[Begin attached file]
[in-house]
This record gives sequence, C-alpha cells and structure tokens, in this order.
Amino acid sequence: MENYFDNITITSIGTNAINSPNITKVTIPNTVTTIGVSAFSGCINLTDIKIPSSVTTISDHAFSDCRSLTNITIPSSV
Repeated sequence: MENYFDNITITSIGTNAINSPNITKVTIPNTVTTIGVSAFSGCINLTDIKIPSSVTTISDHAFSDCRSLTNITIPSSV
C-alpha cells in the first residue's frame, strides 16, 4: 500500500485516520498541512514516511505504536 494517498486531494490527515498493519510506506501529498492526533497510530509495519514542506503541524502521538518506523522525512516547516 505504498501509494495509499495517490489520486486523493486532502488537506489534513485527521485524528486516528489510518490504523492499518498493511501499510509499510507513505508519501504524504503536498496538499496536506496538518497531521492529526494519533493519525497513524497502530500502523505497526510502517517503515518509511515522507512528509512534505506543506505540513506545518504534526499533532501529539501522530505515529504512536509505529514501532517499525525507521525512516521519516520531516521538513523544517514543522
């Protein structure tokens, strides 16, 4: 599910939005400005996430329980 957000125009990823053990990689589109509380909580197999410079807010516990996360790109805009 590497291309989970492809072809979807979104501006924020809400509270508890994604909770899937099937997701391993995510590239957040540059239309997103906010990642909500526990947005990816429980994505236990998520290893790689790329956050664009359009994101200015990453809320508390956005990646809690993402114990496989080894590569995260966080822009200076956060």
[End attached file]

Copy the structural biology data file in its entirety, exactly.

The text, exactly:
[in-house]
This record gives sequence, C-alpha cells and structure tokens, in this order.
Amino acid sequence: MENYFDNITITSIGTNAINSPNITKVTIPNTVTTIGVSAFSGCINLTDIKIPSSVTTISDHAFSDCRSLTNITIPSSV
Repeated sequence: MENYFDNITITSIGTNAINSPNITKVTIPNTVTTIGVSAFSGCINLTDIKIPSSVTTISDHAFSDCRSLTNITIPSSV
C-alpha cells in the first residue's frame, strides 16, 4: 500500500485516520498541512514516511505504536 494517498486531494490527515498493519510506506501529498492526533497510530509495519514542506503541524502521538518506523522525512516547516 505504498501509494495509499495517490489520486486523493486532502488537506489534513485527521485524528486516528489510518490504523492499518498493511501499510509499510507513505508519501504524504503536498496538499496536506496538518497531521492529526494519533493519525497513524497502530500502523505497526510502517517503515518509511515522507512528509512534505506543506505540513506545518504534526499533532501529539501522530505515529504512536509505529514501532517499525525507521525512516521519516520531516521538513523544517514543522
């Protein structure tokens, strides 16, 4: 599910939005400005996430329980 957000125009990823053990990689589109509380909580197999410079807010516990996360790109805009 590497291309989970492809072809979807979104501006924020809400509270508890994604909770899937099937997701391993995510590239957040540059239309997103906010990642909500526990947005990816429980994505236990998520290893790689790329956050664009359009994101200015990453809320508390956005990646809690993402114990496989080894590569995260966080822009200076956060």